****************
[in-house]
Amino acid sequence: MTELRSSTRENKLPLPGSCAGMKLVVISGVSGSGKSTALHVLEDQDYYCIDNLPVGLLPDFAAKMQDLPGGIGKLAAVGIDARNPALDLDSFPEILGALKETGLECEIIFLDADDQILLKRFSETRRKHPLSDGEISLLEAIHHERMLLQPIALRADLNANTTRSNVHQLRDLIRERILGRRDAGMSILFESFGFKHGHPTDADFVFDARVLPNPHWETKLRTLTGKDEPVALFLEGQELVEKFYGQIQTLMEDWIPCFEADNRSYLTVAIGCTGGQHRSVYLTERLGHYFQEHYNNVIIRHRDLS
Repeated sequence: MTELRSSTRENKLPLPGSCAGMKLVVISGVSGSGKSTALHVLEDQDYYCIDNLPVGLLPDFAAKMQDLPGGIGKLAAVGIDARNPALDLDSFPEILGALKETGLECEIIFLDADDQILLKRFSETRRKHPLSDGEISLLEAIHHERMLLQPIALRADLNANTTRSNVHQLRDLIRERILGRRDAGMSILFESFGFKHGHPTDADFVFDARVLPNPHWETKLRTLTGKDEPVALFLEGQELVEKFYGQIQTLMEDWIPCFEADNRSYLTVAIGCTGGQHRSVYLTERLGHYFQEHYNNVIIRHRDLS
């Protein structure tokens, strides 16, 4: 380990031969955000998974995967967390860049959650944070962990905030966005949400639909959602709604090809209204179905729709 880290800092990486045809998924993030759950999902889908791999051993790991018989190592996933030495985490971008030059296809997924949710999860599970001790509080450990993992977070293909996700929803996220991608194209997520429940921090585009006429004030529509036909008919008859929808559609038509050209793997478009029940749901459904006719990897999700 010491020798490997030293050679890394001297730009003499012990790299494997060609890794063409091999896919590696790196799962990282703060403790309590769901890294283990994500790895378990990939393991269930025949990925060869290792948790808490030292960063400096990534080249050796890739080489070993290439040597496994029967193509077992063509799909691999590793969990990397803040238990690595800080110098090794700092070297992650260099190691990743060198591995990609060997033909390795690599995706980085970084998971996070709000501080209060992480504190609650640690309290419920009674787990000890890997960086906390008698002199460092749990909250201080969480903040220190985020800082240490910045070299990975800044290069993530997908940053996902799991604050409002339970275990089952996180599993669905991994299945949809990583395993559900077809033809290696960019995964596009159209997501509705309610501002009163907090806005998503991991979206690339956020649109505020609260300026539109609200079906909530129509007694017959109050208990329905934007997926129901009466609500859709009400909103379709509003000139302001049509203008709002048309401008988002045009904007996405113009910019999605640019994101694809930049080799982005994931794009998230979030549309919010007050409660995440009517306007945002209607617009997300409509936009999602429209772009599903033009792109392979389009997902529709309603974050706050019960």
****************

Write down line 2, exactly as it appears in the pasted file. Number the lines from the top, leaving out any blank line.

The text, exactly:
Amino acid sequence: MTELRSSTRENKLPLPGSCAGMKLVVISGVSGSGKSTALHVLEDQDYYCIDNLPVGLLPDFAAKMQDLPGGIGKLAAVGIDARNPALDLDSFPEILGALKETGLECEIIFLDADDQILLKRFSETRRKHPLSDGEISLLEAIHHERMLLQPIALRADLNANTTRSNVHQLRDLIRERILGRRDAGMSILFESFGFKHGHPTDADFVFDARVLPNPHWETKLRTLTGKDEPVALFLEGQELVEKFYGQIQTLMEDWIPCFEADNRSYLTVAIGCTGGQHRSVYLTERLGHYFQEHYNNVIIRHRDLS